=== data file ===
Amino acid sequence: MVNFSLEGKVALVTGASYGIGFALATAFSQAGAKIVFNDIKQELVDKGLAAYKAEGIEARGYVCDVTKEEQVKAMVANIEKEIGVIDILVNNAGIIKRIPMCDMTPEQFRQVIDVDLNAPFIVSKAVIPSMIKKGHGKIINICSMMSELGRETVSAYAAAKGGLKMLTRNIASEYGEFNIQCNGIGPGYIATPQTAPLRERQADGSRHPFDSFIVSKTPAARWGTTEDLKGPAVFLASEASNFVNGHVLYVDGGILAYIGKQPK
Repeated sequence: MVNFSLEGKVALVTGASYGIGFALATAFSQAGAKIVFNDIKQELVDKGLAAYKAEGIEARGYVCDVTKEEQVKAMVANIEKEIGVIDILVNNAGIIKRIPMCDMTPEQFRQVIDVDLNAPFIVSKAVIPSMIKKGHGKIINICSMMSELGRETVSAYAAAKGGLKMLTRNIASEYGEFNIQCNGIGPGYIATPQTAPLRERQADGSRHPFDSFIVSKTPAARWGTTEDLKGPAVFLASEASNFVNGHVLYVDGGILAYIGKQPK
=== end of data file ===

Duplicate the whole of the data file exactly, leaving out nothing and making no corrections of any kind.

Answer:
Amino acid sequence: MVNFSLEGKVALVTGASYGIGFALATAFSQAGAKIVFNDIKQELVDKGLAAYKAEGIEARGYVCDVTKEEQVKAMVANIEKEIGVIDILVNNAGIIKRIPMCDMTPEQFRQVIDVDLNAPFIVSKAVIPSMIKKGHGKIINICSMMSELGRETVSAYAAAKGGLKMLTRNIASEYGEFNIQCNGIGPGYIATPQTAPLRERQADGSRHPFDSFIVSKTPAARWGTTEDLKGPAVFLASEASNFVNGHVLYVDGGILAYIGKQPK
Repeated sequence: MVNFSLEGKVALVTGASYGIGFALATAFSQAGAKIVFNDIKQELVDKGLAAYKAEGIEARGYVCDVTKEEQVKAMVANIEKEIGVIDILVNNAGIIKRIPMCDMTPEQFRQVIDVDLNAPFIVSKAVIPSMIKKGHGKIINICSMMSELGRETVSAYAAAKGGLKMLTRNIASEYGEFNIQCNGIGPGYIATPQTAPLRERQADGSRHPFDSFIVSKTPAARWGTTEDLKGPAVFLASEASNFVNGHVLYVDGGILAYIGKQPK